Nestlé felt the effects of the Second World War immediately. Profits dropped from US$20 million in 1938 to US$6 million in 1939. Factories were established in developing countries, particularly in Latin America. Ironically, the war helped with the introduction of the company's newest product, Nescafé ("Nestlé's Coffee"), which became a staple drink of the US military. Nestlé's production and sales rose in the wartime economy.

After the war, government contracts dried up, and consumers switched back to fresh milk. However, Nestlé's management responded quickly, streamlining operations and reducing debt. The 1920s saw Nestlé's first expansion into new products, with chocolate-manufacture becoming the company's second most important activity. Louis Dapples was CEO till 1937 when succeeded by Édouard Muller till his death in 1948.

The end of World War II was the beginning of a dynamic phase for Nestlé. Growth accelerated and numerous companies were acquired. In 1947 Nestlé merged with Maggi, a manufacturer of seasonings and soups. Crosse & Blackwell followed in 1950, as did Findus (1963), Libby's (1971), and Stouffer's (1973). Diversification came under Chairman & CEO Pierre Liotard-Vogt with a shareholding in L'Oreal in 1974 and the acquisition of Alcon Laboratories Inc. in 1977 for 280 million dollars.[19]

In the 1980s, Nestlé's improved bottom line allowed the company to launch a new round of acquisitions. Carnation was acquired for $3 billion in 1984 and brought the evaporated milk brand, as well as Coffee-Mate and Friskies to Nestlé. In 1986 Nestlé Nespresso S.A. was founded. The confectionery company Rowntree Mackintosh was acquired in 1988 for $4.5 billion, which brought brands such as Kit Kat, Smarties, and Aero.

1990–2011: Growth internationally

The first half of the 1990s proved to be favourable for Nestlé. Trade barriers crumbled, and world markets developed into more or less integrated trading areas. Since 1996, there have been various acquisitions, including San Pellegrino (1997), D'Onofrio (1997), Spillers Petfoods (1998), and Ralston Purina (2002). There were two major acquisitions in North America, both in 2002 – in June, Nestlé merged its US ice cream business into Dreyer's, and in August, a US$2.6 billion acquisition was announced of Chef America, the creator of Hot Pockets. In the same time-frame, Nestlé entered in a joint bid with Cadbury and came close to purchasing the iconic American company Hershey's, one of its fiercest confectionery competitors, but the deal eventually fell through.[20]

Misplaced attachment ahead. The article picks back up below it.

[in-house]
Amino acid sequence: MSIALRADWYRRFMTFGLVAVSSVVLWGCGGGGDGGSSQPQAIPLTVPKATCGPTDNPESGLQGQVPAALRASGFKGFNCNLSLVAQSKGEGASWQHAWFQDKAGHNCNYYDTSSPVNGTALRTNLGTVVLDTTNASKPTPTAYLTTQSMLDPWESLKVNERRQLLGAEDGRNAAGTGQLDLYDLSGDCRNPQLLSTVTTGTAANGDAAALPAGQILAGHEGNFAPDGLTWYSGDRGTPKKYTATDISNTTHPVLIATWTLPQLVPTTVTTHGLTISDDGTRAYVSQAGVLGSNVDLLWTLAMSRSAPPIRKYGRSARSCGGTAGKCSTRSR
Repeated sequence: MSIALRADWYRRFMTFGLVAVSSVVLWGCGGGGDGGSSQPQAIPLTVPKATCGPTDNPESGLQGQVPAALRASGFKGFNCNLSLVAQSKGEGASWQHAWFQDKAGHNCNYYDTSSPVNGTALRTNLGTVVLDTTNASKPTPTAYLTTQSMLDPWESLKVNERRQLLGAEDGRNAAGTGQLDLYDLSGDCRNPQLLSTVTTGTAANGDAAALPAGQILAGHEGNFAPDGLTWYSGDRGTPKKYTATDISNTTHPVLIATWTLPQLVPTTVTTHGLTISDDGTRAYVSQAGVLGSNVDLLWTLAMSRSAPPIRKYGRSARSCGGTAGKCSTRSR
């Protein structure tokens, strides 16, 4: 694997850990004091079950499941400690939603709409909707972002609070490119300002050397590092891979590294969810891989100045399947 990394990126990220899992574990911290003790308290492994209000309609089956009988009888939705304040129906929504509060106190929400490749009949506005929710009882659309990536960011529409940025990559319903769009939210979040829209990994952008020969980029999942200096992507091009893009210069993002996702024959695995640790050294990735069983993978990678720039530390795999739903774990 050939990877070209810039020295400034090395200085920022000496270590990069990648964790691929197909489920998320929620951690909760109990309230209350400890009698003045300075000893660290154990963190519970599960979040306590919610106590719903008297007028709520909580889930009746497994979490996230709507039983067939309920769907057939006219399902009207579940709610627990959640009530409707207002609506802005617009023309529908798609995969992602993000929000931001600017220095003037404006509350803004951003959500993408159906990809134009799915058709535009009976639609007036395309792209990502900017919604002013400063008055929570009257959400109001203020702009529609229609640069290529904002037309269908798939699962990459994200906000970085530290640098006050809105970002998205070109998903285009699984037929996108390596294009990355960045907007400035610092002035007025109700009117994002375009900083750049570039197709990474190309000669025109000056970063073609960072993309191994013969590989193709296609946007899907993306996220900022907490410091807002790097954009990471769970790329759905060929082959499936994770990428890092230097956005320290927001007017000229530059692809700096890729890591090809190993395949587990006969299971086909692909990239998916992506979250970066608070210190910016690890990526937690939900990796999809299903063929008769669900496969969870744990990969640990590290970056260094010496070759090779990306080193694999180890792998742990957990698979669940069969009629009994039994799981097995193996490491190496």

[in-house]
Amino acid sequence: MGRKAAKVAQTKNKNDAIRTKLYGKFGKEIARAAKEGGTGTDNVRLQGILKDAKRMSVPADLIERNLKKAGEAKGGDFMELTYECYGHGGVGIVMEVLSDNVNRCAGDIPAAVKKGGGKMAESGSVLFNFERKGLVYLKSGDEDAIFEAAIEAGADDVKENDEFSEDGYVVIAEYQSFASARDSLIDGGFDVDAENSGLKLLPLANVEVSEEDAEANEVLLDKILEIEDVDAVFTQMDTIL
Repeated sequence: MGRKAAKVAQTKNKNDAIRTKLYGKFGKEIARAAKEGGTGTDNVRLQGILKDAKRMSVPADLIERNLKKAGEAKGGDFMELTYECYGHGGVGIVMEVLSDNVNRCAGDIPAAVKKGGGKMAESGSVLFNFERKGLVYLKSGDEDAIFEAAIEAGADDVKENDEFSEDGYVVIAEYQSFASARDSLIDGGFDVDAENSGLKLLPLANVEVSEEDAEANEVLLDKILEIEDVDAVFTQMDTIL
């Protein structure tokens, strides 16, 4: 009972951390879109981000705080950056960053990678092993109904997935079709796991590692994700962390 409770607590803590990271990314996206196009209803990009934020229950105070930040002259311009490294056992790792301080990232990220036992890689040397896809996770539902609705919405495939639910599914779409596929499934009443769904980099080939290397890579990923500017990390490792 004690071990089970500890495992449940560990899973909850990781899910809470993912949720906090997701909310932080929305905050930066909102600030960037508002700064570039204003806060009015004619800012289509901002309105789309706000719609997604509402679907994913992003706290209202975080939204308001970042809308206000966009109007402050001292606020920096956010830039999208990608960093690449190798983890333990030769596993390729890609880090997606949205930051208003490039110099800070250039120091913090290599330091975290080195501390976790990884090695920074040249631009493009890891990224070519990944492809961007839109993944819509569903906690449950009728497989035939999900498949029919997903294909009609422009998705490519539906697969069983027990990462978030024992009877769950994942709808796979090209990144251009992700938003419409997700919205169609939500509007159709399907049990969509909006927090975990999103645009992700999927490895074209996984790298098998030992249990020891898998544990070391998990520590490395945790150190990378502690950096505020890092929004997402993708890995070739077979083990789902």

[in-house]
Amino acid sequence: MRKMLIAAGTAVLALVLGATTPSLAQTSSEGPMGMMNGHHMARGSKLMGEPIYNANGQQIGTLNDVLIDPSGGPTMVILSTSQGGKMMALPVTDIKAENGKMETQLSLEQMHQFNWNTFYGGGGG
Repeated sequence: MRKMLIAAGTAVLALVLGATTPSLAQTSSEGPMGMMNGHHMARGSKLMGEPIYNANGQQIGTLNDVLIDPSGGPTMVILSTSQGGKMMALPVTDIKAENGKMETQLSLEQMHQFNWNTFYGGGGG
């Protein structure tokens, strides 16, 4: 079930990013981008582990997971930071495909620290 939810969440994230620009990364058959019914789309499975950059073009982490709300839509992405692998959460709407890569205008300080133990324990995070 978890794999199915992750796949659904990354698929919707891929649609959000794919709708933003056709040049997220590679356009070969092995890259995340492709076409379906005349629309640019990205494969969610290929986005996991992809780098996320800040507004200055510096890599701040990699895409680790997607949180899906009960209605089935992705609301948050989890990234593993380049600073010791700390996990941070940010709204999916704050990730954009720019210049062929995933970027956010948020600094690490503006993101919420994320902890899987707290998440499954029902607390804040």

In December 2005, Nestlé bought the Greek company Delta Ice Cream for €240 million. In January 2006, it took full ownership of Dreyer's, thus becoming the world's largest ice cream maker, with a 17.5% market share.[21] In July 2007, completing a deal announced the year before, Nestlé acquired the Medical Nutrition division of Novartis Pharmaceutical for US$2.5 billion, also acquiring, the milk-flavoring product known as Ovaltine, the "Boost" and "Resource" lines of nutritional supplements, and Optifast dieting products.[22]

The Brazilian president, Lula da Silva, inaugurates a factory in Feira de Santana (Bahia), in February 2007

In April 2007, returning to its roots, Nestlé bought US baby-food manufacturer Gerber for US$5.5 billion.[23][24][25] In December 2007, Nestlé entered into a strategic partnership with a Belgian chocolate maker, Pierre Marcolini.[26]

Nestlé agreed to sell its controlling stake in Alcon to Novartis on 4 January 2010. The sale was to form part of a broader US$39.3 billion offer, by Novartis, for full acquisition of the world's largest eye-care company.[27] On 1 March 2010, Nestlé concluded the purchase of Kraft Foods's North American frozen pizza business for US$3.7 billion.

Since 2010, Nestle has been working to transform itself into a nutrition, health and wellness company in an effort to combat declining confectionery sales and the threat of expanding government regulation of such foods. This effort is being led through the Nestlé Institute of Health Sciences under the direction of Ed Baetge. The institute aims to develop "a new industry between food and pharmaceuticals" by creating foodstuffs with preventative and corrective health properties that would replace pharmaceutical drugs from pill bottles. The Health Science branch has already produced several products, such as drinks and protein shakes meant to combat malnutrition, diabetes, digestive health, obesity, and other diseases.[28]

In July 2011, Nestlé SA agreed to buy 60 percent of Hsu Fu Chi International Ltd. for about US$1.7 billion.[29] On 23 April 2012, Nestlé agreed to acquire Pfizer Inc.'s infant-nutrition, formerly Wyeth Nutrition, unit for US$11.9 billion, topping a joint bid from Danone and Mead Johnson.[30][31][32]

2012–present: Recent developments

In recent years, Nestlé Health Science has made several acquisitions. It acquired Vitaflo, which makes clinical nutritional products for people with genetic disorders; CM&D Pharma Ltd., a company that specialises in the development of products for patients with chronic conditions like kidney disease; and Prometheus Laboratories, a firm specialising in treatments for gastrointestinal diseases and cancer. It also holds a minority stake in Vital Foods, a New Zealand-based company that develops kiwifruit-based solutions for gastrointestinal conditions as of 2012.[33]